When Terry Moore had to go through the tragedy of burying his 32-year-old son Kyle, he wanted to recognize Kyle’s environmental stewardship with a green burial.  

But the barriers he faced made it impossible to do that in the County of Haliburton. Now, Moore and Environment Haliburton! are starting an initiative to encourage them year-round in the county.  

Moore presented to Algonquin Highlands Council May 16 about the proposal, seeking municipal support for the effort.  

“It was a real problem for our family,” Moore said. “We wanted to do something to see if we could move toward an option of year-round (green burials) … as a legacy we could create in Kyle’s name.” 

 Moore said in a letter that after Kyle’s passing in February, they discovered there were no winter burial options in all the county townships.

While green burials avoid the use of embalming chemicals and vaults, existing bylaws require their use for bodies put away for spring funerals.  

The family decided to bury him close to his home in Algonquin Highlands after winter.  

Moore said a handful of other locations in Ontario offer eco-friendly burials, which entail putting the body directly into the earth with biodegradable shrouds or unfinished wooden caskets.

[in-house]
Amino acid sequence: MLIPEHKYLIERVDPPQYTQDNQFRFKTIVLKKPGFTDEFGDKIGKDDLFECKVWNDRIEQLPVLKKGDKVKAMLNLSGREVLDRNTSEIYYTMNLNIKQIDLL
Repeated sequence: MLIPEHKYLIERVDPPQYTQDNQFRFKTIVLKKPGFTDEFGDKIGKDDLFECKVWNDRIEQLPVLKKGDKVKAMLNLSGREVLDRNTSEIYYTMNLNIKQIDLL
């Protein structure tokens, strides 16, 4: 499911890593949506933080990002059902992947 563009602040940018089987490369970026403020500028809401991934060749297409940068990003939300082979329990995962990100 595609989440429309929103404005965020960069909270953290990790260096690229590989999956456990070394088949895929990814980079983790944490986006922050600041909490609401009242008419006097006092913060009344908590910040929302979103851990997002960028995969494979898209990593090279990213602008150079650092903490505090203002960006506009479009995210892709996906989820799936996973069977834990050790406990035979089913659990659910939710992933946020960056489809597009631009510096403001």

“Green burials are a way of caring for our dead with minimal environmental impact while protecting sustainability and protecting natural resources,” Moore said. “The goal is to have human remains absorbed quickly.”  

Environment Haliburton has raised $4,000 toward the initiative to date and efforts are underway to create a society for the effort.

Over 60 people attended an event for the subject May 14, including municipal staff and councillors, Moore said. 

Algonquin Highlands council voted to support the concept, have staff continue to review it and temporarily hold the northernmost section of St. Stephen’s Cemetery for the possibility of the burials.  

Mayor Carol Moffatt said the County of Haliburton municipalities are working on the issue now.  She said staff have to research background on the subject.  

“Your message and request have been heard loud and clear and I don’t think it’s unreasonable by any stretch,” Moffatt said. “We can’t make a lot of commitments until our staff do the research,” she added. “It’s on everybody’s radar.” 

 Coun. Jennifer Dailloux said she will keep an open mind but hopes the staff research will back Moore. 

 “I admire you for coming so soon after your son’s funeral. The bravery is well acknowledged,” she said to Moore. “Green burial is my choice. It is what I am doing and I will be delighted if indeed the county finds a way to bring it to Haliburton.”  

Moore said he plans to present to other area councils about the subject. He said based on the response to date, many people share his family’s interest in the topic.  

“Our family has experienced a huge loss with Kyle’s death and we believe our grief at that loss would have been made easier to handle had we had access to winter time green burial options.”

Stay Connected

Get TheHighlander delivered to your inbox for FREE every Thursday!
*